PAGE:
“As the Iraqi insurgency intensified in early 2004, an elite Special Operations forces unit converted one of Saddam Hussein’s former military bases near Baghdad into a top-secret detention center. There, American soldiers made one of the former Iraqi government’s torture chambers into their own interrogation cell. They named it the Black Room.
“In the windowless, jet-black garage-size room, some soldiers beat prisoners with rifle butts, yelled and spit in their faces, and, in a nearby area, used detainees for target practice in a game of jailer paintball. …
“The abuses at Camp Nama continued despite warnings beginning in August 2003 from an Army investigator and American intelligence and law enforcement officials in Iraq. The C.I.A. was concerned enough to bar its personnel from Camp Nama that August. …
“The secrecy surrounding the highly classified unit has helped to shield its conduct from public scrutiny. The Pentagon will not disclose the unit’s precise size, the names of its commanders, its operating bases, or specific missions. Even the task force’s name changes regularly to confuse adversaries, and the courts-martial and other disciplinary proceedings have not identified the soldiers in public announcements as task force members.”
There was more in an Esquire profile in 2006:
“It was a point of pride that the Red Cross would never be allowed in the door, Jeff [Garlasco of Human Rights Watch] says. This is important because it defied the Geneva Conventions, which require that the Red Cross have access to military prisons. ‘Once, somebody brought it up with the colonel. “Will they ever be allowed in here?” And he said absolutely not. He had this directly from General McChrystal and the Pentagon that there’s no way that the Red Cross could get in – they won’t have access and they never will. This facility was completely closed off to anybody investigating, even Army investigators.’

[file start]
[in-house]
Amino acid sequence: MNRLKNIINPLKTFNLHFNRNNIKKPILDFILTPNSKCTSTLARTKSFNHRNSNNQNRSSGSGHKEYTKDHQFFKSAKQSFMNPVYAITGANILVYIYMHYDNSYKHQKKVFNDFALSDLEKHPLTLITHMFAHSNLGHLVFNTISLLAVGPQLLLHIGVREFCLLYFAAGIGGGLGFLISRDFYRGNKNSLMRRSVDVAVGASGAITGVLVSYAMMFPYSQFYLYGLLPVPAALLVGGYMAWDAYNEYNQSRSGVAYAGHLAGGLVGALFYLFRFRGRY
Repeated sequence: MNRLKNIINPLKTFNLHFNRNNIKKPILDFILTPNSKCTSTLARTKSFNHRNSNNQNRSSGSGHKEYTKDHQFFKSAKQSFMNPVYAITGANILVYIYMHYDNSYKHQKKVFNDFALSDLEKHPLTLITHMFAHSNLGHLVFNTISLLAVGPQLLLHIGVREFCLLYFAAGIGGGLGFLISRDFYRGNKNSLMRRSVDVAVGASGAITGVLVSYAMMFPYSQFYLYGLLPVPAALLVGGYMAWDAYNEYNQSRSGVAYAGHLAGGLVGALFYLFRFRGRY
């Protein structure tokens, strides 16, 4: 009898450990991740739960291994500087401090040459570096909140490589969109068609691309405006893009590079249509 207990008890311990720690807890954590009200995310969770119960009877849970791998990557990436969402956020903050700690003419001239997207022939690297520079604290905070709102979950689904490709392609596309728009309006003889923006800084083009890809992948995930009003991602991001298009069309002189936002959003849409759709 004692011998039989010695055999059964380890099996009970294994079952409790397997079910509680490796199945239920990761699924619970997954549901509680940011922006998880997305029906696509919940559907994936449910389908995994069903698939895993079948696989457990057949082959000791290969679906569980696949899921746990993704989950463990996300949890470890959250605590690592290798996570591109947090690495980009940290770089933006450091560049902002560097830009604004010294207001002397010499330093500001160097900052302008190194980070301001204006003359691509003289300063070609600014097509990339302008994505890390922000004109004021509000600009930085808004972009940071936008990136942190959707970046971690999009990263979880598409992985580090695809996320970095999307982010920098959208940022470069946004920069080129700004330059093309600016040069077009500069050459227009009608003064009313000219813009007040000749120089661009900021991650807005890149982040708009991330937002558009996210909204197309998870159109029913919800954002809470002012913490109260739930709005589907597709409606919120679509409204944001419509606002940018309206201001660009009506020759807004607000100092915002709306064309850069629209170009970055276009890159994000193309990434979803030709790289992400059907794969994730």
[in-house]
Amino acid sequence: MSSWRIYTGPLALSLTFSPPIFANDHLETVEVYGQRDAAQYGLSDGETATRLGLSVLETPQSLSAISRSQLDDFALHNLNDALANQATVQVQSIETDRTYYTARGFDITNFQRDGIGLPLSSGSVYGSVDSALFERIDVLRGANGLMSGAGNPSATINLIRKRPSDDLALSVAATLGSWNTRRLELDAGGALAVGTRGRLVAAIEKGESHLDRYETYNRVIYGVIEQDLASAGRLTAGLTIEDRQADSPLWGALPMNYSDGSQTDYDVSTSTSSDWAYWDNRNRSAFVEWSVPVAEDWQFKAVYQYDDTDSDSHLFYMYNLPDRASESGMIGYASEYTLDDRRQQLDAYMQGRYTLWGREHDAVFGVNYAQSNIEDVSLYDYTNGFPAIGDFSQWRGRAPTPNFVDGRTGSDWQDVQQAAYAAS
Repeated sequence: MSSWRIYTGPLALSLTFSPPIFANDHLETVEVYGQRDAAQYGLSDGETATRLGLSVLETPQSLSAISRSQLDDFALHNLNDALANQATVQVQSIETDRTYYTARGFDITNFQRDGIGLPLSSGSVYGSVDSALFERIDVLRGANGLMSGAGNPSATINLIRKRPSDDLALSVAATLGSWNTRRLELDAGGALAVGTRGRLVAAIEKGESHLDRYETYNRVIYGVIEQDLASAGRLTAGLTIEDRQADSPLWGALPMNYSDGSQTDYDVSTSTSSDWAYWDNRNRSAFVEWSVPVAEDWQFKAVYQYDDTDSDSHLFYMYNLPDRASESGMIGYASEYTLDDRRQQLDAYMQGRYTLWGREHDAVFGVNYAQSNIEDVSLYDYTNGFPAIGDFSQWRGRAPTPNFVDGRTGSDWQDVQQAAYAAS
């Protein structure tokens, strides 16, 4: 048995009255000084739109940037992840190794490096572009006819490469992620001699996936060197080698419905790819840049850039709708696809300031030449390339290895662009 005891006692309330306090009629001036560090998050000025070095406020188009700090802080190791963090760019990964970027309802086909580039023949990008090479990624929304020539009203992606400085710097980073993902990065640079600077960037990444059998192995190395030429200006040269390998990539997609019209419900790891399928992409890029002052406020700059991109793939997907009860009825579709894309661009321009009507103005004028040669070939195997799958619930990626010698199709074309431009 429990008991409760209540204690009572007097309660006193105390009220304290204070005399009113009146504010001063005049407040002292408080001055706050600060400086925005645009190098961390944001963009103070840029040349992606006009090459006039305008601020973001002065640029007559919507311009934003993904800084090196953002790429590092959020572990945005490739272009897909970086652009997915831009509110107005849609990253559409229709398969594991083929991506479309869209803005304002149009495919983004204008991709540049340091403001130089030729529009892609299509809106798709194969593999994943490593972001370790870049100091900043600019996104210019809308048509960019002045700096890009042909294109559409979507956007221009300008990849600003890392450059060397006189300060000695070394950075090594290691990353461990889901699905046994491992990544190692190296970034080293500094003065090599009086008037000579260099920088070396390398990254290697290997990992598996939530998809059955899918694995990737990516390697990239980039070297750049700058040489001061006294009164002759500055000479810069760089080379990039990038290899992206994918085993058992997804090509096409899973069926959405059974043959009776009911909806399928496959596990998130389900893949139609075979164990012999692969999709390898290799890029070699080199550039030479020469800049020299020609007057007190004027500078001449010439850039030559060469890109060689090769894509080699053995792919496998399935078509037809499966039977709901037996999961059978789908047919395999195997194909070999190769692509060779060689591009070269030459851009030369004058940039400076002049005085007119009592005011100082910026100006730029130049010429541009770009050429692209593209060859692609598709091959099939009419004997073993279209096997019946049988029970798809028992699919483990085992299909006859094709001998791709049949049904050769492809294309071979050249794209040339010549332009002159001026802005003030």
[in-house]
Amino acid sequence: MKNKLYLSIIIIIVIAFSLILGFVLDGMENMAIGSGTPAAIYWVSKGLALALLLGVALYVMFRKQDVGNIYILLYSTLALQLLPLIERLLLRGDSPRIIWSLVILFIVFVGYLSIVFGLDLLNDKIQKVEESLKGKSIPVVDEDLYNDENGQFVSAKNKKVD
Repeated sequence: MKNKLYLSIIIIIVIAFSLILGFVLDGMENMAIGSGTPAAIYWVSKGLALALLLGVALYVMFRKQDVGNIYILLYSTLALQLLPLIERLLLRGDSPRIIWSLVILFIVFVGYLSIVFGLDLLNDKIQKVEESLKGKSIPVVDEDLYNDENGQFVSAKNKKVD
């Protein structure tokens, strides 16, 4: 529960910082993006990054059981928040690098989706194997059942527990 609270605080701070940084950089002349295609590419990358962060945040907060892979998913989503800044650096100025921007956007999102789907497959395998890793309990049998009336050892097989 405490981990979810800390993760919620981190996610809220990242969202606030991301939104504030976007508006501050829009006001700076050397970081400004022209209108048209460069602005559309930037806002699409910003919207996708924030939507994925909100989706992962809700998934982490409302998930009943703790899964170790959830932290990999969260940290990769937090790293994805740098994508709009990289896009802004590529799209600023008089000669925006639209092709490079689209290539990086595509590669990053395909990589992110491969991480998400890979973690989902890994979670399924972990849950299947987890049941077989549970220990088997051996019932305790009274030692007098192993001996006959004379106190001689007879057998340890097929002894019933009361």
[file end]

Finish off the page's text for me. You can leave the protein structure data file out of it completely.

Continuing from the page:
“Given Task Force 121’s history, that was a remarkable promise. Formed in the summer of 2003, it quickly became notorious. … Then two Iraqi men died following encounters with Navy Seals from Task Force 121 – one at Abu Ghraib and one in Mosul – and an official investigation by a retired Army colonel named Stuart Herrington, first reported inthe Washington Post, found evidence of widespread beatings. ‘Everyone knows about it,’ one Task Force officer told Herrington. Six months later, two FBI agents raised concerns about suspicious burn marks and other signs of harsh treatment. Then the head of the Defense Intelligence Agency reported that his men had seen evidence of prisoners with burn marks and bruises and once saw a Task Force member ‘punch [the] prisoner in the face to the point the individual needed medical attention.’”
Despite these damning revelations in 2006, the nation’s top newspapers decided to suppress the more garish details of their own reporting in favor of a more flattering narrative ahead of McChrystal’s 2009 confirmation as head of U.S. forces in Afghanistan. Instead of emphasizing the general’s responsibility for fostering a hothouse of abuse and moral turmoil that not only stained the reputation of the military, but likely served as yet another recruitment tool for the insurgency, the press settled in with a simpler caricature, that of an intensely self-disciplined action hero, whose elite subordinates rid the world of hated terror suspect Abu Musab al-Zarqawi and of countless other terror suspects often without the messiness of war trials or lengthy detentions.
“I do know that many policy-makers and journalists think that McChrystal’s work as the head of the super-secret Joint Special Operations Command was the untold success story of the Surge and the greater war on terror campaigns,” gushed Andrew Exum, a former Army Ranger who would later serve on Commander McChrystal’s Afghan assessment team, to writer Marc Ambinder just before the 2009 confirmation hearings.